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Women in Computing: Pilar Corredor Moreno

In our third installment, Pilar Corredor-Moreno, a PhD student in the Saunder’s Group studying wheat yellow rust at EI, shares her fascinating and honest opinions on computing.

August 26, 2016

In our third installment, Pilar Corredor-Moreno, a PhD student in the Saunder’s Group studying wheat yellow rust at EI, shares her fascinating and honest opinions on computing.

Read on to discover why you shouldn’t fear computing (and why computers might not take over the world after all.)

What does computing mean to you?

Computers are a tool. For me is like cooking or driving. Almost everyone can drive a car, some people can fix them and only a few people are able to win Formula 1 races with them.

In my case, I need powerful computers to be able to answer biological questions.

Why do you love computing?

Because it is a changing field, so you get to learn and try new things everyday.

Getting into computing for Pilar was almost a necessity for doing her work. Image: JIC.

Wheat yellow rust

What got you into computing?

Actually, I got into computing by chance. As many other people, I never thought I had what you need to work in computing. But that's just not true; we all have the potential if we put our minds to it. I got into computing because we're in the ‘omic’ era and that means we generate tons of data that we need to process and store efficiently.

Who or what is your main inspiration in the computing world?

I don't think you need inspiration but motivation. My motivation is to understand yellow rust and stop losing wheat to feed more people. I was born in the era of technology so I am just using all the resources I have available to understand this disease.

If you could create a computer to have a superpower, what would it be?

Time travelling, to procrastinate without remorse.

What annoys you most about computers?

You need a lot of self-control to avoid procrastination. It's really easy to get distracted with e-mails and Facebook while you're working.

Do you think the computers will take over, and if so, when, and how will we destroy them?

Of course not! Computers are great but they are a human invention. They are and will be a tool for us. They will never have the human capability to reason and be original. That's why we need great people behind the screen doing awesome stuff with computers.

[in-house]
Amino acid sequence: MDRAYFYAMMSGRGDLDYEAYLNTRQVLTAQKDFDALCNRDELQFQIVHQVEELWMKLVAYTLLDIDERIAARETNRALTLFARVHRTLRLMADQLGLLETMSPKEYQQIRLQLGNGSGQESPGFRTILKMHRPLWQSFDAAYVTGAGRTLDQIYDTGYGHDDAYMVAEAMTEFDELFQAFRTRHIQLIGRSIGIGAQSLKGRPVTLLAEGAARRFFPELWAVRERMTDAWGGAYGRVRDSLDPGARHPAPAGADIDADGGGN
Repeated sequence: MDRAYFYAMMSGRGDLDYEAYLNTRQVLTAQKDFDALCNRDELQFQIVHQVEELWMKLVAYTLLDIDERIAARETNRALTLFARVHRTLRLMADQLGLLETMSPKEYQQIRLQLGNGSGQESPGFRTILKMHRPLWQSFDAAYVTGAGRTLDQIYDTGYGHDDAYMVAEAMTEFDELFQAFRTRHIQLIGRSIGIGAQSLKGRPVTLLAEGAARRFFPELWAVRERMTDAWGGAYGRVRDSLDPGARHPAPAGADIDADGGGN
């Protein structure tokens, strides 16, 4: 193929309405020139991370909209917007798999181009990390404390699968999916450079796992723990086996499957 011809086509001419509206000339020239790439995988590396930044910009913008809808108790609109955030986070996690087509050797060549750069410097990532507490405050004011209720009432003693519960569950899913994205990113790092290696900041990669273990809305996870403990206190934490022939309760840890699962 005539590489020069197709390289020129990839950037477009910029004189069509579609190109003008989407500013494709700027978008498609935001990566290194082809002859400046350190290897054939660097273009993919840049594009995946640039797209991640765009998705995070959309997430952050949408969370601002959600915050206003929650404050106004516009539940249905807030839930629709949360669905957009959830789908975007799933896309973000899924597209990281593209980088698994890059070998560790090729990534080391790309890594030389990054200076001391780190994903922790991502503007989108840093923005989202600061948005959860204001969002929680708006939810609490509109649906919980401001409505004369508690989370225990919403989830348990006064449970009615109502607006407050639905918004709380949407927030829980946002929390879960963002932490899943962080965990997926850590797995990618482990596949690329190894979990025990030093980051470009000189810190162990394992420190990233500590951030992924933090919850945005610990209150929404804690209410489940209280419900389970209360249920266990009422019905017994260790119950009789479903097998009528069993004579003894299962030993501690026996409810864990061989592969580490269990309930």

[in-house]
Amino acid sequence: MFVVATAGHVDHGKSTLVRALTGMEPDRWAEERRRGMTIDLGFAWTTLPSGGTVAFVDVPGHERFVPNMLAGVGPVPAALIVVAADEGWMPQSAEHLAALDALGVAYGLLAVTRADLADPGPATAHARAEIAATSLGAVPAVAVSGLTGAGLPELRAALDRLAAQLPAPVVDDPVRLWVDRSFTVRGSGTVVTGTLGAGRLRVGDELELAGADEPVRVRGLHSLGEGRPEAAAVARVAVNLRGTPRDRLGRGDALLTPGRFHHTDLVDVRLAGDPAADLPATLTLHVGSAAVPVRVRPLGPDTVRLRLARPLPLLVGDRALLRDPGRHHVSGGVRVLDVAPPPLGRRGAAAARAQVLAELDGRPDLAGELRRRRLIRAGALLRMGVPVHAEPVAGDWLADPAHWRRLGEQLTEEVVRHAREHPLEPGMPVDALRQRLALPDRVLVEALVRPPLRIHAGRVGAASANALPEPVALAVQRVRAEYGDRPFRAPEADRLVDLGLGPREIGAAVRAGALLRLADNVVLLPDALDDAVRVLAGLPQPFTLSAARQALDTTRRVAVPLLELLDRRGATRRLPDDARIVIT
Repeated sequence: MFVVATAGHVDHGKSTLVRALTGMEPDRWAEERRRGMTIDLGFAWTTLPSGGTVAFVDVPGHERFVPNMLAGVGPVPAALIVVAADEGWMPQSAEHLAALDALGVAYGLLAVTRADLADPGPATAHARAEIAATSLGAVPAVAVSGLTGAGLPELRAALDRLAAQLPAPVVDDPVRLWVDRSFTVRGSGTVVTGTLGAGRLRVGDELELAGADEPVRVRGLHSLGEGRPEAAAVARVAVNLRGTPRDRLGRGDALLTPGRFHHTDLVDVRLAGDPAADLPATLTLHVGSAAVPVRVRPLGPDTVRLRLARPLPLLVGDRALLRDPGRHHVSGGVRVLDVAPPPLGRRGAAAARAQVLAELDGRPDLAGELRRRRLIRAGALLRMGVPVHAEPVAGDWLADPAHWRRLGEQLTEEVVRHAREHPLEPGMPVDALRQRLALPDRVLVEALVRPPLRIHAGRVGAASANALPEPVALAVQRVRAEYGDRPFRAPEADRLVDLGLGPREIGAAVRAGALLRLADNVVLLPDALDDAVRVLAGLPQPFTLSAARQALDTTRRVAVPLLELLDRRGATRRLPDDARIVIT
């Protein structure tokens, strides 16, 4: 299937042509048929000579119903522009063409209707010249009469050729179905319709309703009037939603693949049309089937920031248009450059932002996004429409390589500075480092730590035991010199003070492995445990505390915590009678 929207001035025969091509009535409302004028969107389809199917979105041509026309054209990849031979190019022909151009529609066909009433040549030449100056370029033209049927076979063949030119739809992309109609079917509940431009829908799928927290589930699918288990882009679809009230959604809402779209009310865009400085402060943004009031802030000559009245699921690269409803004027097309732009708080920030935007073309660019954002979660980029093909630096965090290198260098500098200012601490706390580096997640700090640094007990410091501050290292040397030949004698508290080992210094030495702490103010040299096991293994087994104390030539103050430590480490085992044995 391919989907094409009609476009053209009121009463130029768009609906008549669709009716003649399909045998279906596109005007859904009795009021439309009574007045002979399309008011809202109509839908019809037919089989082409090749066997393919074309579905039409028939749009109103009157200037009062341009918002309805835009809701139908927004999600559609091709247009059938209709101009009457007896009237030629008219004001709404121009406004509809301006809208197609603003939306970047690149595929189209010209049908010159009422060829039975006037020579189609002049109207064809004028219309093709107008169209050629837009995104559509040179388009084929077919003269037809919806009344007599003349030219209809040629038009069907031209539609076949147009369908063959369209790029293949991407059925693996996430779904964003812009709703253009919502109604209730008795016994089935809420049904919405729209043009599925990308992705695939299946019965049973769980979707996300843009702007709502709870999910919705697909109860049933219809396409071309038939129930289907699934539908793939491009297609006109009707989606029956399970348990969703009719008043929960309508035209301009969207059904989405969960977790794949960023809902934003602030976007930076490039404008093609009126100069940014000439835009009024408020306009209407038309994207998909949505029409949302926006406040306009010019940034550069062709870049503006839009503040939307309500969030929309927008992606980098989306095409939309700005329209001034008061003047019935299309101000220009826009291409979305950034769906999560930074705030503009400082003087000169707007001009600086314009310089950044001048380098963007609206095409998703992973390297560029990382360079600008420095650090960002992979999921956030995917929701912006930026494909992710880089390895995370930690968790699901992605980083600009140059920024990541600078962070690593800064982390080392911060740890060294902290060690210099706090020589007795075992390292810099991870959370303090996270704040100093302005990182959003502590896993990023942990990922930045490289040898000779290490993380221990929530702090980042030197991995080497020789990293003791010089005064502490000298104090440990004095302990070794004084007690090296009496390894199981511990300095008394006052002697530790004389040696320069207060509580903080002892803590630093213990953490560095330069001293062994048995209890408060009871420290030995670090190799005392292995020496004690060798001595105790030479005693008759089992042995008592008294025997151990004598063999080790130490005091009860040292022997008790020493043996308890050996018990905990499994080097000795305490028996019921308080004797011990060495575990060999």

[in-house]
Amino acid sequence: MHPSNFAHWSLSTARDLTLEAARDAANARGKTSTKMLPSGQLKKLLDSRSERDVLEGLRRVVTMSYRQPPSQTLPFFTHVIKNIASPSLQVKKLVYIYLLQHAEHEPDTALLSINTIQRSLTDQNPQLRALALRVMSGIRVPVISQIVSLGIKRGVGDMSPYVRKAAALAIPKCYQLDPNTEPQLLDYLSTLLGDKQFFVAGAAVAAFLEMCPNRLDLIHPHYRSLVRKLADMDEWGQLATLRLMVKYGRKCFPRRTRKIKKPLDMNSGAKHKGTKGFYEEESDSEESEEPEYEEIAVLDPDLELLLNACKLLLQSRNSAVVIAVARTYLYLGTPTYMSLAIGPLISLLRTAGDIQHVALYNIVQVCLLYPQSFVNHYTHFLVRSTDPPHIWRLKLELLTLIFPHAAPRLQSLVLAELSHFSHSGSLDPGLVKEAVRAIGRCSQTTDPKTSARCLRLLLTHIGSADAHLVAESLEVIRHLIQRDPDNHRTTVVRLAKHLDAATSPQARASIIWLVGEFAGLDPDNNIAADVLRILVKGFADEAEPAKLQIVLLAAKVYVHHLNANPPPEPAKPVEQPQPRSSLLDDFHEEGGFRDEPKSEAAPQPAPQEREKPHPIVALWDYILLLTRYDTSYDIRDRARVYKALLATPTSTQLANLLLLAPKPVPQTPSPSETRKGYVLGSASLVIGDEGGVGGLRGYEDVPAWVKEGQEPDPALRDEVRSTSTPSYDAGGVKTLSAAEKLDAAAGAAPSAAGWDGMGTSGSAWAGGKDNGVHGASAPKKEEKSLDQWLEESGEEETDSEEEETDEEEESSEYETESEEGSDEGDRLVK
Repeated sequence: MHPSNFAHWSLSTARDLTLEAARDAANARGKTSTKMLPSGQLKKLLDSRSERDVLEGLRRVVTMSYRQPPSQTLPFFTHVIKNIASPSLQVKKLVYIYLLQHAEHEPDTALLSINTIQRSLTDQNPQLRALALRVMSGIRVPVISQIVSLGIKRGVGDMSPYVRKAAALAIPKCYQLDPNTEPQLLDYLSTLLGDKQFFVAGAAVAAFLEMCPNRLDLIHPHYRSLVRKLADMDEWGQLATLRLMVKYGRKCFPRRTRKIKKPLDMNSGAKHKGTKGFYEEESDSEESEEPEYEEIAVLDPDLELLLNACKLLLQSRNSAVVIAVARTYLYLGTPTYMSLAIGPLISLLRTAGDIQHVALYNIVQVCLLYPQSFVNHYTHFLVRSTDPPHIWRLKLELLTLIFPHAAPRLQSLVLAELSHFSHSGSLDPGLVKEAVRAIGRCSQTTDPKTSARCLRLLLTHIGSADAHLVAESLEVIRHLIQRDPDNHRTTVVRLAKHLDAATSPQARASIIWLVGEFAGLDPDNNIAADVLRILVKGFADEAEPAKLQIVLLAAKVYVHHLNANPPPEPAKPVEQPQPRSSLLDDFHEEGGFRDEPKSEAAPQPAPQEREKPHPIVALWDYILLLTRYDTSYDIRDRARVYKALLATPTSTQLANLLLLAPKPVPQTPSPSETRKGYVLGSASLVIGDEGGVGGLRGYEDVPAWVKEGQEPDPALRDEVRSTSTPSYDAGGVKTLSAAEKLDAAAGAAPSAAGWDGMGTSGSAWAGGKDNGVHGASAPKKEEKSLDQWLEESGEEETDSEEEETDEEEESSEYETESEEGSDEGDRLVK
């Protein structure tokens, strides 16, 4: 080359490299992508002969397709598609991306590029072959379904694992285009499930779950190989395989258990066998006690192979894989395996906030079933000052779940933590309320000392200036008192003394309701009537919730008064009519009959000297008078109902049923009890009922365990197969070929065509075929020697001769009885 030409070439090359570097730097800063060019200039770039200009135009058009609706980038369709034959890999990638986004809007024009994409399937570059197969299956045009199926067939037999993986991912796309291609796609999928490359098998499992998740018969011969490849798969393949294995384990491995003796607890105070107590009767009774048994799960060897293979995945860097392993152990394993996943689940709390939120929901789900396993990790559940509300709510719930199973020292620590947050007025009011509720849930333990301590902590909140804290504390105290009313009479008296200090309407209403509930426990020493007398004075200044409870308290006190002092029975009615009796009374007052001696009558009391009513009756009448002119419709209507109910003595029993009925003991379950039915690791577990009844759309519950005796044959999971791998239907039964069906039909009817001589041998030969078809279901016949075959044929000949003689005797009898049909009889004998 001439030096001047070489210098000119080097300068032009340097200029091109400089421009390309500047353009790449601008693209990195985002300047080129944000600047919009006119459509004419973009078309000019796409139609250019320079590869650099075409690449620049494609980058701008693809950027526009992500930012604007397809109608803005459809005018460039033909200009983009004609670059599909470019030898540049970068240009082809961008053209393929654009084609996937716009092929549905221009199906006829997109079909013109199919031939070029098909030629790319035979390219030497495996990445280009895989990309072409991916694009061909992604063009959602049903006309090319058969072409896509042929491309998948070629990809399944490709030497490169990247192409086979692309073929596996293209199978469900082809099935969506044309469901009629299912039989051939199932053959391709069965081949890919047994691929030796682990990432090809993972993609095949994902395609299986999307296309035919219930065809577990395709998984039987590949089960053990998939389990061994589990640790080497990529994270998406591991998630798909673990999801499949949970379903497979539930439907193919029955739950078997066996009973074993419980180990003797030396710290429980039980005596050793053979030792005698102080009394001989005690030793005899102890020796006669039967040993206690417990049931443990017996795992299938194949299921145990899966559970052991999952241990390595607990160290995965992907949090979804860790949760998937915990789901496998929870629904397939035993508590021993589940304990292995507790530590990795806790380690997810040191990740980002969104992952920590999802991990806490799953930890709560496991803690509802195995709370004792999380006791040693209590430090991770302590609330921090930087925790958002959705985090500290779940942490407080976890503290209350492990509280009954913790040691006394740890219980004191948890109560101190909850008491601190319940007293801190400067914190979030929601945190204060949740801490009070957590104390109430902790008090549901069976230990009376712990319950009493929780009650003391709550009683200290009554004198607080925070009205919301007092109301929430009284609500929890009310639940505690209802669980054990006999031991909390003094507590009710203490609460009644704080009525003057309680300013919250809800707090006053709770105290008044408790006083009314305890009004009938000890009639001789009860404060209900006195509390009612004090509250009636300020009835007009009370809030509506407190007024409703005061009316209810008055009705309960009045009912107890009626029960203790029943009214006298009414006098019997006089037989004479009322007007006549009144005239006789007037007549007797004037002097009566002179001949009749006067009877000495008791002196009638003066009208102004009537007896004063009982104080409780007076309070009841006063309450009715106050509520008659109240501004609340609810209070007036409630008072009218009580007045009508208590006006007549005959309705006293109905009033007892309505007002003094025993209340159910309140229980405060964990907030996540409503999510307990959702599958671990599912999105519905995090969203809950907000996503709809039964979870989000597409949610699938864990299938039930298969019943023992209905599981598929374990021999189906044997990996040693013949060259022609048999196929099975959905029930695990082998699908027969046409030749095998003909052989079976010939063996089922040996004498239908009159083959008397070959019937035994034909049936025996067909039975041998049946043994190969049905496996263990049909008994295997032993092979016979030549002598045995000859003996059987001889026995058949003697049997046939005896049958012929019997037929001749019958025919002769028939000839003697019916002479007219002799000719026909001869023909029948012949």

What brought you to EI?

It was actually wheat. Fighting world hunger is one of the major challenges of this century and at EI we have cutting-edge facilities to work on wheat genomics.

Spotlight on global food security

How do we answer the most imminently approaching question of our time: how to feed 9 billion people by 2050? At the heart of this lies an intrinsic discrepancy. A continuously increasing global population must find a way to increase calorie production by 60% in three decades time, while crop yields that once soared above this rise have begun to plateau. We aim to help solve this multi-faceted problem with a far ranging and holistic approach to improving food security.

Part of this challenge can be overcome by studying important food crops such as wheat, which is a major part of our scientific strategy going forwards.

What are you working on currently?

I'm working on wheat yellow rust, trying to understand the host response to the disease using a transcriptomic approach.

Ada Lovelace or Alan Turing?

I would say Ada Lovelace because she was not only an awesome mathematician and the pioneer of modern computing in a society where men dominated science but she also was a poet!

We need to remember that arts and science are not as far apart as we might think; they both try to explain the world we live in.

N64 or playstation?

I have to say I am not really into video games. Working with computers is not a synonym of playing with consoles. We have to debunk the stereotypes around computer scientists.

Windows, Mac, or Linux?

I find Mac quite nice for beginners in bioinformatics.

What’s your favourite coding language and why?

I'm not a computer scientist so I'm not a hard coder. I like Ruby and Python because they are easy to write and to read. I also like R for the cool graphics.

What advice would you give to someone starting out in the world of computing?

Never let prejudices put you down. I'm tired of hearing "I don't do computers" like they are some kind of secret evil machine you have to be a genius to understand. Computers are not difficult, just give it a try. You might find yourself loving it.

Finally, what do you think lies ahead in the future of computing?

Who knows? Ten years ago we didn't know what a smartphone was and now we have small computers with constant internet connection in our pockets. So I think the future is in the ‘cloud’ and in new and improved mobile devices.

Article author

Peter Bickerton

Scientific Communications Officer (Part time)

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